2. Results

    2.1. Microstructural Evolution During TM Processing of UNS S32750 SDSS Alloy

    Figure 3a shows the SEM-EBSD image of phase map distribution for the UNS S32750 SDSS alloy in the as-received (AR) state. One can observe that the identified phases were as follows: δ-phase (coloured in blue) and γ-phase (coloured in red). One can also observe that the γ-phase presents an islands-like morphology within the δ-phase matrix. On the basis of SEM-EBSD analysis, the constituent phase ratio was computed. The computation algorithm assumed 10 measurements of 403.4 × 403.4 (μm × μm) fields and statistical analysis of obtained phase ratios. It was determined that the F53 SDSS alloy in AR condition showed the presence of 49.1% ± 2.3% δ-phase and 50.9% ± 2.1% γ-phase. Figure 3b shows the grains’ orientation distribution for both the δ-phase and γ-phase. A closer look at the γ-phase grains’ orientation distribution shows the presence of annealing twins. Similar observations were also made by other researchers, showing that the annealing twins belong to the {111} <112> system [4][5][6].

    Figure 3. Distribution map of the γ- and δ-phases (a), inverse pole figure (IPF) (b), grain reference orientation deviation (GROD) map of γ-phase (c) and δ-phase (d) for the as-received (AR) state.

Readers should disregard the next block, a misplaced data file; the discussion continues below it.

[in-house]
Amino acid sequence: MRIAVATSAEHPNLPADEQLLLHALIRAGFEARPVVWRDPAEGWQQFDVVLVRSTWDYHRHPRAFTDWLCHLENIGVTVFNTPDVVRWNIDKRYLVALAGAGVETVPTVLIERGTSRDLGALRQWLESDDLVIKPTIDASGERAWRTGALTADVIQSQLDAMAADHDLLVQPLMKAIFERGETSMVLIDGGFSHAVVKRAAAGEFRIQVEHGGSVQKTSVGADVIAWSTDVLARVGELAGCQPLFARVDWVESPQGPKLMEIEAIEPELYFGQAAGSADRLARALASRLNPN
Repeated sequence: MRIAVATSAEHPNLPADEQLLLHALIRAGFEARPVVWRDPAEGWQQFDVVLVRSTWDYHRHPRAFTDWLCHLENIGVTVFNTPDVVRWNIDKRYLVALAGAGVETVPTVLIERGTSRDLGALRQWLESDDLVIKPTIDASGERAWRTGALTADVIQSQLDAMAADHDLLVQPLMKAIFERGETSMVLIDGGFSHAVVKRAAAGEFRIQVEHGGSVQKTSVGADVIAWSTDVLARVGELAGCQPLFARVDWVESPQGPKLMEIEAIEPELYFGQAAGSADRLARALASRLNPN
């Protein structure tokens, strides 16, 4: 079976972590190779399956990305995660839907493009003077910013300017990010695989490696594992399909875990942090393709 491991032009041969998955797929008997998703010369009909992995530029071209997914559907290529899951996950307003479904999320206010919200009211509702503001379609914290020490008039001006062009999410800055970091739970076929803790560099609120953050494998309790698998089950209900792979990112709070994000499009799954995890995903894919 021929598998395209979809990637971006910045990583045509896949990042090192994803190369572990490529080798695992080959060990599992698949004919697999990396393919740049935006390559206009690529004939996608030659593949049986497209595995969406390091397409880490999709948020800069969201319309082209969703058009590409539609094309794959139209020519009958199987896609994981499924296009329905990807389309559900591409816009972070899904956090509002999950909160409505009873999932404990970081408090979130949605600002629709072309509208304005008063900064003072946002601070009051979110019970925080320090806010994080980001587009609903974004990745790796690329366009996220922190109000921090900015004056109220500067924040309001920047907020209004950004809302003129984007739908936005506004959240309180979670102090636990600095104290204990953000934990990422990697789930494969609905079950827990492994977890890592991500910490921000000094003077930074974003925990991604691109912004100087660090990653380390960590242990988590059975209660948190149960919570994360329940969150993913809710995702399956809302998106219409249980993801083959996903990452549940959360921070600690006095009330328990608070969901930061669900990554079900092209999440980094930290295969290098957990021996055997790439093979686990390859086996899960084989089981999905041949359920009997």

The grain reference orientation deviation (GROD) map can be used as a visualisation tool to assess the accumulated deformation/strain at microstructural level [7][8]. GROD is based on the misorientation (MO) between a reference point of that grain and the other points. The reference point can be the mean orientation of the grain or the point of the grain where the KAM (kernel average misorientation) is the lowest [9][10]. In the present work, the GROD map provides the orientation field referenced to a fixed point, which is the mean orientation of the grain. As shown, the GROD map shows grains exhibiting deviations from the average grain orientation, deviations due to accumulated strain resulting as a consequence of, firstly, grains’ deformations by slip/twinning and/or rotations and, secondly, other induced strain hardening effects during applied TM processing. Figure 3c,d show the GROD maps for the γ-phase and δ-phase, respectively. One can observe that the maximum MO reaches a value close to 6.52° and is recorded in the case of the δ-phase (Figure 3d). The γ-phase shows grains with a level of accumulated strain inferior to δ-phase, and in both phases, the maximum level of MO is recorded in small-size grains (Figure 3c,d).